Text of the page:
Weigh out chips and dust to 200% (of the dry fiber weight). Place madder in a stocking and steep in water for 2 days. After that time, heat enough water to cover the fiber in a dyepot to 120. Tie off the top of the stocking and add it plus the dye solution to the heated water. Mix well and bring to just below boiling for 1 hour (Temperatures below 185 give orangy red colors while 212 and above give browns). Remove stocking and add warm wetted fiber to the dyebath, bring to 140 to 180 and simmer for 4 hours.Remove from heat and let sit in the bath, stirring occasionally overnight. On the following day, remove the fiber, wash and let dry. Period Trade Dyes from the 16th Century- Historical Reenactment – 09/17/98
William Perkin accidently discovered Fuchsin the first synthetic dye in 1856 Perkin was experimenting with oxidation reactions with coal tar products. “The cost of this material from 1856 through its relatively brief commercial lifetime for yarn dyeing (late 1860s) would have been too prohibitive to have been used on wool yarn for oriental rug dyes. It was principally a dye for expensive silk fabrics. What’s more, its commercial lifetime predated production of the huge bulk of oriental rugs of current collector/market interest, i.e., 1880-1920. This “mauve” was a photoactive, cationic/basic dye that faded with time and light to a gray-lavender.” Use of Certain Rug Dyes as Markers of Age, by Paul Mushak, (ORR Vol. 15, No. 5, June/July, 1995)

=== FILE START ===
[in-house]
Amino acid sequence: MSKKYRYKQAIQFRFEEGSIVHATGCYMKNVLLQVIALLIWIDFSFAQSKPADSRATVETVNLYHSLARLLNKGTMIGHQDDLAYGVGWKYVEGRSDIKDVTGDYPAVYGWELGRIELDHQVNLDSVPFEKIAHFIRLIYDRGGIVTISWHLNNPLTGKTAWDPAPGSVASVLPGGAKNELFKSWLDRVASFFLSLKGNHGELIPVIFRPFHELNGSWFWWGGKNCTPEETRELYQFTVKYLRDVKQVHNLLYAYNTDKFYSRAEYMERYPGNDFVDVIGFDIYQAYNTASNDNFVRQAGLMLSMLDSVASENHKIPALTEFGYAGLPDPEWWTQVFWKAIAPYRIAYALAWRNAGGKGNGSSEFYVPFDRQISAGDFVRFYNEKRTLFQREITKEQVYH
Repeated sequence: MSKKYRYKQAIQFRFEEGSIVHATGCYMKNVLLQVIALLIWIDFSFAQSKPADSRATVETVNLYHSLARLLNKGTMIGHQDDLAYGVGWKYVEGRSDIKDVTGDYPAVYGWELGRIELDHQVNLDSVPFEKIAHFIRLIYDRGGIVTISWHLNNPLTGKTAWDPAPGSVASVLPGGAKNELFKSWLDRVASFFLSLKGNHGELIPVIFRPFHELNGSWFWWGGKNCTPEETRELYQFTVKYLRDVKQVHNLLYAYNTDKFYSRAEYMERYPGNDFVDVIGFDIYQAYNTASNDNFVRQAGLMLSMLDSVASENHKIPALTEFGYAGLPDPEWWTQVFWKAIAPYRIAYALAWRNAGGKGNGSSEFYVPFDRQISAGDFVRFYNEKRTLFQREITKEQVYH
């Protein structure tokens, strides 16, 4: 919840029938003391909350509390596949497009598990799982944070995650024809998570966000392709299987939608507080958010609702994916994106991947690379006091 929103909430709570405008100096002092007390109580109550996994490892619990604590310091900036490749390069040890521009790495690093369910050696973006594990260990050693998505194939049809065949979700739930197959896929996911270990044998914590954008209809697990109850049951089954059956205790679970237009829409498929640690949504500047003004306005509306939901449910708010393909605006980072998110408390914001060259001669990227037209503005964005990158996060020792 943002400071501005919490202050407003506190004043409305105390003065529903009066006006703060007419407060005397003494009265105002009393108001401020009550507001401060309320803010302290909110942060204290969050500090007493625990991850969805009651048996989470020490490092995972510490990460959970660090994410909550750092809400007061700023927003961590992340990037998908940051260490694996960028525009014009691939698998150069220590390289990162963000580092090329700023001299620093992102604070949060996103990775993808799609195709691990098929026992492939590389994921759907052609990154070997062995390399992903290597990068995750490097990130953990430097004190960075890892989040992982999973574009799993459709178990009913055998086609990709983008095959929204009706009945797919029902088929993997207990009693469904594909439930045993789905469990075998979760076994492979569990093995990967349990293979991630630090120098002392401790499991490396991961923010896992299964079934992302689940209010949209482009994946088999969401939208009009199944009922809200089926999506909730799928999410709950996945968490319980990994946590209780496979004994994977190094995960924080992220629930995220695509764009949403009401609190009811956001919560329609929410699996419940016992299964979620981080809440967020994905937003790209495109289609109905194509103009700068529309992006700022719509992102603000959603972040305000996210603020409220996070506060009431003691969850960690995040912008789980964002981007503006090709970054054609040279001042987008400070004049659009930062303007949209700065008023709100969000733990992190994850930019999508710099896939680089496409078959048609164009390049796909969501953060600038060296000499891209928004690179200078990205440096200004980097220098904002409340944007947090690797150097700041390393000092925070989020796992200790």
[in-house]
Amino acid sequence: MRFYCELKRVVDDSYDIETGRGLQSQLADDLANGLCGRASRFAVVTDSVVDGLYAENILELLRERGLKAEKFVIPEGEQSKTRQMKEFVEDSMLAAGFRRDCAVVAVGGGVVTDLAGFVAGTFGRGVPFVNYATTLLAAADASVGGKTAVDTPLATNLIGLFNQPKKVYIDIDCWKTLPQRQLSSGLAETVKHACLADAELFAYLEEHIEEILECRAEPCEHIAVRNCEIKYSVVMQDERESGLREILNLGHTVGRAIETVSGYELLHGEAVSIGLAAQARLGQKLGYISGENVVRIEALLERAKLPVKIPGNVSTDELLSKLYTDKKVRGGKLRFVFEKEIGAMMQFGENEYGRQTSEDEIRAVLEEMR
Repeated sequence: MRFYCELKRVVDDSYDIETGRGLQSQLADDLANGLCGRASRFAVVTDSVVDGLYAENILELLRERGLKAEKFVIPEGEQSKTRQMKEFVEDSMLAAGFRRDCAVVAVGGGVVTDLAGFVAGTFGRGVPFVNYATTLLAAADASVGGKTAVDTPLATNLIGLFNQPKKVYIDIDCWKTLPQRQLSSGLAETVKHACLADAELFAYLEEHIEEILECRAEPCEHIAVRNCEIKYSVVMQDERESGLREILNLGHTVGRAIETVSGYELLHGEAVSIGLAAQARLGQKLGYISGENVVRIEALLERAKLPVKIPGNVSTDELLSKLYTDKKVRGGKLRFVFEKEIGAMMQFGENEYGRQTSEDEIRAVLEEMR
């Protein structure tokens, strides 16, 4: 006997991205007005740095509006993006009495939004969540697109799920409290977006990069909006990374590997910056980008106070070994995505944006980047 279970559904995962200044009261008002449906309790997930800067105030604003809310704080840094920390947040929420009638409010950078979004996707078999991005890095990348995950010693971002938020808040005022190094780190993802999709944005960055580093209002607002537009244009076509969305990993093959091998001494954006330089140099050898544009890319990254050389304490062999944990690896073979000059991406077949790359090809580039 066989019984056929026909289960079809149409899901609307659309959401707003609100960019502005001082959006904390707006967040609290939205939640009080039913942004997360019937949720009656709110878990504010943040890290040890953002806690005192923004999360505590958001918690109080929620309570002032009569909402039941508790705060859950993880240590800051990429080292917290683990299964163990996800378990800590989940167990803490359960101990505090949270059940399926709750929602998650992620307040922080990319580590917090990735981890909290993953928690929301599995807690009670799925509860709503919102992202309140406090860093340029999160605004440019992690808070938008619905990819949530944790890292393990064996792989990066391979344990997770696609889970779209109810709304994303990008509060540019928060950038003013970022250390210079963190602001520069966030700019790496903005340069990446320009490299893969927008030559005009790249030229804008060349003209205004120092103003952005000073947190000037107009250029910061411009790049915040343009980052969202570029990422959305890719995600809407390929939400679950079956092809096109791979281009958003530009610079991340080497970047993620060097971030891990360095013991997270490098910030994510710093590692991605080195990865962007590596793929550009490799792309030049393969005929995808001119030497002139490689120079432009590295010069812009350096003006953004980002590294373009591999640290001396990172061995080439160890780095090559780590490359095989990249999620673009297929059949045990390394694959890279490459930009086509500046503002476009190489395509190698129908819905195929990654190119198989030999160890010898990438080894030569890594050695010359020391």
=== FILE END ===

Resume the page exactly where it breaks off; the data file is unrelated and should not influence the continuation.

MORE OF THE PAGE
There were several Fuchsines some of which were in use well into the 20th century
Purple (Tyrinian Purple, Phonecian Purple etc…)
The main source of purple in the Mediterranean in Biblical times was from Murex a shellfish. There are two types that were used. Murex trunculus was found and used at Sidon and Sarepta and murex brandaris around Tyre. Murex was rare and very expensive.
Harvesting and processing Murex caused the Phoenicians to set up colonies all over the Mediterranean. In many areas old shell mounds can still be found from where the dye was processed.